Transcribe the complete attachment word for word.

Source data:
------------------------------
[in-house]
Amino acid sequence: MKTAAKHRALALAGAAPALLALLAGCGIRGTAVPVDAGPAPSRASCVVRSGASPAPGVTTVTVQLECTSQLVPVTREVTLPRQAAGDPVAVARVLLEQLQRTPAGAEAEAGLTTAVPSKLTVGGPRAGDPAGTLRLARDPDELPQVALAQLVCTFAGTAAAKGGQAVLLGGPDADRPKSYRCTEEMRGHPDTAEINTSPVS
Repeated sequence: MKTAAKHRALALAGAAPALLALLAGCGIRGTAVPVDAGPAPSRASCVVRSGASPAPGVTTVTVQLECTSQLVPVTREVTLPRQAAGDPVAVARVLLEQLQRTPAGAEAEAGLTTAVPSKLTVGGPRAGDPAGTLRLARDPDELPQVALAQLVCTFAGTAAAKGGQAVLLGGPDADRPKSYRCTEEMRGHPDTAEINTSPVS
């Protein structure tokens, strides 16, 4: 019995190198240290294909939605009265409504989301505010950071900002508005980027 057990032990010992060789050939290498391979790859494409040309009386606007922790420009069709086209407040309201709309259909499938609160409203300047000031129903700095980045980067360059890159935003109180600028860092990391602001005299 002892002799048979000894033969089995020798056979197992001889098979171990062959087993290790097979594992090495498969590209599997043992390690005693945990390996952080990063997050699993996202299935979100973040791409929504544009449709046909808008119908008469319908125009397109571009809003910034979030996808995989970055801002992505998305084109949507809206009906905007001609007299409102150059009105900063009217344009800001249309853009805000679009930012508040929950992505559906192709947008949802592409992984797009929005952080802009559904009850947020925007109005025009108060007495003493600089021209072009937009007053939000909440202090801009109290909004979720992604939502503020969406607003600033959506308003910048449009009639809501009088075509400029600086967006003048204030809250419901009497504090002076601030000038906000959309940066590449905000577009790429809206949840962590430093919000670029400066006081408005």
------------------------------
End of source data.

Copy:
[in-house]
Amino acid sequence: MKTAAKHRALALAGAAPALLALLAGCGIRGTAVPVDAGPAPSRASCVVRSGASPAPGVTTVTVQLECTSQLVPVTREVTLPRQAAGDPVAVARVLLEQLQRTPAGAEAEAGLTTAVPSKLTVGGPRAGDPAGTLRLARDPDELPQVALAQLVCTFAGTAAAKGGQAVLLGGPDADRPKSYRCTEEMRGHPDTAEINTSPVS
Repeated sequence: MKTAAKHRALALAGAAPALLALLAGCGIRGTAVPVDAGPAPSRASCVVRSGASPAPGVTTVTVQLECTSQLVPVTREVTLPRQAAGDPVAVARVLLEQLQRTPAGAEAEAGLTTAVPSKLTVGGPRAGDPAGTLRLARDPDELPQVALAQLVCTFAGTAAAKGGQAVLLGGPDADRPKSYRCTEEMRGHPDTAEINTSPVS
């Protein structure tokens, strides 16, 4: 019995190198240290294909939605009265409504989301505010950071900002508005980027 057990032990010992060789050939290498391979790859494409040309009386606007922790420009069709086209407040309201709309259909499938609160409203300047000031129903700095980045980067360059890159935003109180600028860092990391602001005299 002892002799048979000894033969089995020798056979197992001889098979171990062959087993290790097979594992090495498969590209599997043992390690005693945990390996952080990063997050699993996202299935979100973040791409929504544009449709046909808008119908008469319908125009397109571009809003910034979030996808995989970055801002992505998305084109949507809206009906905007001609007299409102150059009105900063009217344009800001249309853009805000679009930012508040929950992505559906192709947008949802592409992984797009929005952080802009559904009850947020925007109005025009108060007495003493600089021209072009937009007053939000909440202090801009109290909004979720992604939502503020969406607003600033959506308003910048449009009639809501009088075509400029600086967006003048204030809250419901009497504090002076601030000038906000959309940066590449905000577009790429809206949840962590430093919000670029400066006081408005």